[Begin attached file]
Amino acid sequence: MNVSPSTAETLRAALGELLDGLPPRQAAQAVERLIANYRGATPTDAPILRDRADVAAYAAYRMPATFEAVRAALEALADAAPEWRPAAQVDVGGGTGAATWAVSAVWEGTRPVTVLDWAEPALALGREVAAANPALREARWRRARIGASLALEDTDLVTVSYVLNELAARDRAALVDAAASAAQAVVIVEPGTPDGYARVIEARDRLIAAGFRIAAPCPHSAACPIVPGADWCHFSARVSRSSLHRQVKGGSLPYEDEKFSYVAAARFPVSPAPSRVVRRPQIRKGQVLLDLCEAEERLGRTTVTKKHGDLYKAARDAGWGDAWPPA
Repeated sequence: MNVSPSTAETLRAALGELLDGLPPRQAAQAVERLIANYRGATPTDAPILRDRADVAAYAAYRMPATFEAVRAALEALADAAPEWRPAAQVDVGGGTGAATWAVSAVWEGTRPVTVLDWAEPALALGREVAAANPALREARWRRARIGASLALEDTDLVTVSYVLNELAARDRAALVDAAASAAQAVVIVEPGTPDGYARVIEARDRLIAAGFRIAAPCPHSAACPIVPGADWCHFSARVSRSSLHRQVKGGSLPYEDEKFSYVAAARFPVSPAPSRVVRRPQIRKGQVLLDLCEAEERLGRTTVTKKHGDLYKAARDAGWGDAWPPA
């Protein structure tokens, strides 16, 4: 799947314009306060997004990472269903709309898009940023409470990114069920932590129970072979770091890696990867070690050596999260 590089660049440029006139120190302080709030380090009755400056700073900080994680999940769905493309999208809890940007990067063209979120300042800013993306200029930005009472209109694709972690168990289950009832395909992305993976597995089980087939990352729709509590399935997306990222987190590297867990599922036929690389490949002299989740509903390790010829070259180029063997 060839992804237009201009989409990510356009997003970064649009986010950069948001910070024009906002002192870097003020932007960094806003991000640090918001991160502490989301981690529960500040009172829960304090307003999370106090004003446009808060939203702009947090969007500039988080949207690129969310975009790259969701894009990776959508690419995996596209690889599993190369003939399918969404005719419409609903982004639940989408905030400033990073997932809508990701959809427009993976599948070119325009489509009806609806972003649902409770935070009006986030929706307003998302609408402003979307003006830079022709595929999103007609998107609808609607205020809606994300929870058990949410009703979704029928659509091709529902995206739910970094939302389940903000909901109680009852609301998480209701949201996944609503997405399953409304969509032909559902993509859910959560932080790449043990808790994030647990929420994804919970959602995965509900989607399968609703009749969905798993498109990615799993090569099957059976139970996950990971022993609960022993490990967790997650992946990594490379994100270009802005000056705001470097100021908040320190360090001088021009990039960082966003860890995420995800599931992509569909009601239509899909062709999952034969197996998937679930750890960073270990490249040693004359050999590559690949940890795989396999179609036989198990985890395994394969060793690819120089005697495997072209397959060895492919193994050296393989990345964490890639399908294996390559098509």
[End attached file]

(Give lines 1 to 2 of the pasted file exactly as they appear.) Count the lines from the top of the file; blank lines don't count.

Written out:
Amino acid sequence: MNVSPSTAETLRAALGELLDGLPPRQAAQAVERLIANYRGATPTDAPILRDRADVAAYAAYRMPATFEAVRAALEALADAAPEWRPAAQVDVGGGTGAATWAVSAVWEGTRPVTVLDWAEPALALGREVAAANPALREARWRRARIGASLALEDTDLVTVSYVLNELAARDRAALVDAAASAAQAVVIVEPGTPDGYARVIEARDRLIAAGFRIAAPCPHSAACPIVPGADWCHFSARVSRSSLHRQVKGGSLPYEDEKFSYVAAARFPVSPAPSRVVRRPQIRKGQVLLDLCEAEERLGRTTVTKKHGDLYKAARDAGWGDAWPPA
Repeated sequence: MNVSPSTAETLRAALGELLDGLPPRQAAQAVERLIANYRGATPTDAPILRDRADVAAYAAYRMPATFEAVRAALEALADAAPEWRPAAQVDVGGGTGAATWAVSAVWEGTRPVTVLDWAEPALALGREVAAANPALREARWRRARIGASLALEDTDLVTVSYVLNELAARDRAALVDAAASAAQAVVIVEPGTPDGYARVIEARDRLIAAGFRIAAPCPHSAACPIVPGADWCHFSARVSRSSLHRQVKGGSLPYEDEKFSYVAAARFPVSPAPSRVVRRPQIRKGQVLLDLCEAEERLGRTTVTKKHGDLYKAARDAGWGDAWPPA